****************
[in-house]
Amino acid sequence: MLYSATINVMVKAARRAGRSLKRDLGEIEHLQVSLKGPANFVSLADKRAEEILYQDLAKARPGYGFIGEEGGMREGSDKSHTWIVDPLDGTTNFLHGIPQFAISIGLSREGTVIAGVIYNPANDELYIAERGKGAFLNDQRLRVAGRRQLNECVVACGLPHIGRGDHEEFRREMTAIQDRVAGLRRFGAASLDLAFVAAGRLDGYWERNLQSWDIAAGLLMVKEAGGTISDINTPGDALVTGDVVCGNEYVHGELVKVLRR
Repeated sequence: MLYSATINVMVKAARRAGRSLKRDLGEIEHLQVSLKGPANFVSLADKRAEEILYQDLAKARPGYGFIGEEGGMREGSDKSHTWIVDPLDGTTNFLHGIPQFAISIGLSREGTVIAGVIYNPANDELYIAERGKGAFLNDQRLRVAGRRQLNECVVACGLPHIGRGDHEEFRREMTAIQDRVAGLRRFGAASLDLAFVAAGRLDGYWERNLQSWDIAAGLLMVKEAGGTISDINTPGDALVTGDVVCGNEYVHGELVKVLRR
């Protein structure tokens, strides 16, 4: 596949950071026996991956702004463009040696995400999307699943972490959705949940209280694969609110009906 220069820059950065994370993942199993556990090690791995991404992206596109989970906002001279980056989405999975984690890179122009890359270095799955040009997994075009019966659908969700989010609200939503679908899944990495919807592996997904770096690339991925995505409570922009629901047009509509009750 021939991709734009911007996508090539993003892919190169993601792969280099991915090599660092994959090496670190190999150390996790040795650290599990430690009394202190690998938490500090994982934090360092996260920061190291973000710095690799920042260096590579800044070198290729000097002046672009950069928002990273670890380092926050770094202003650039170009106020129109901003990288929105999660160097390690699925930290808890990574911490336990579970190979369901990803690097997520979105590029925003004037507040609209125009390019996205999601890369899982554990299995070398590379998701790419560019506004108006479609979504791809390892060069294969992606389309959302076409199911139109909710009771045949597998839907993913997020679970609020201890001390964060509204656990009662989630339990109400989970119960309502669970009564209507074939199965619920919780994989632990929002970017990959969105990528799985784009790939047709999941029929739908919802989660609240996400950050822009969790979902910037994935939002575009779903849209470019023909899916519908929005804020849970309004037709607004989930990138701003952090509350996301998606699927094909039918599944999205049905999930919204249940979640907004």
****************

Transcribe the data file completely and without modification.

[in-house]
Amino acid sequence: MLYSATINVMVKAARRAGRSLKRDLGEIEHLQVSLKGPANFVSLADKRAEEILYQDLAKARPGYGFIGEEGGMREGSDKSHTWIVDPLDGTTNFLHGIPQFAISIGLSREGTVIAGVIYNPANDELYIAERGKGAFLNDQRLRVAGRRQLNECVVACGLPHIGRGDHEEFRREMTAIQDRVAGLRRFGAASLDLAFVAAGRLDGYWERNLQSWDIAAGLLMVKEAGGTISDINTPGDALVTGDVVCGNEYVHGELVKVLRR
Repeated sequence: MLYSATINVMVKAARRAGRSLKRDLGEIEHLQVSLKGPANFVSLADKRAEEILYQDLAKARPGYGFIGEEGGMREGSDKSHTWIVDPLDGTTNFLHGIPQFAISIGLSREGTVIAGVIYNPANDELYIAERGKGAFLNDQRLRVAGRRQLNECVVACGLPHIGRGDHEEFRREMTAIQDRVAGLRRFGAASLDLAFVAAGRLDGYWERNLQSWDIAAGLLMVKEAGGTISDINTPGDALVTGDVVCGNEYVHGELVKVLRR
């Protein structure tokens, strides 16, 4: 596949950071026996991956702004463009040696995400999307699943972490959705949940209280694969609110009906 220069820059950065994370993942199993556990090690791995991404992206596109989970906002001279980056989405999975984690890179122009890359270095799955040009997994075009019966659908969700989010609200939503679908899944990495919807592996997904770096690339991925995505409570922009629901047009509509009750 021939991709734009911007996508090539993003892919190169993601792969280099991915090599660092994959090496670190190999150390996790040795650290599990430690009394202190690998938490500090994982934090360092996260920061190291973000710095690799920042260096590579800044070198290729000097002046672009950069928002990273670890380092926050770094202003650039170009106020129109901003990288929105999660160097390690699925930290808890990574911490336990579970190979369901990803690097997520979105590029925003004037507040609209125009390019996205999601890369899982554990299995070398590379998701790419560019506004108006479609979504791809390892060069294969992606389309959302076409199911139109909710009771045949597998839907993913997020679970609020201890001390964060509204656990009662989630339990109400989970119960309502669970009564209507074939199965619920919780994989632990929002970017990959969105990528799985784009790939047709999941029929739908919802989660609240996400950050822009969790979902910037994935939002575009779903849209470019023909899916519908929005804020849970309004037709607004989930990138701003952090509350996301998606699927094909039918599944999205049905999930919204249940979640907004």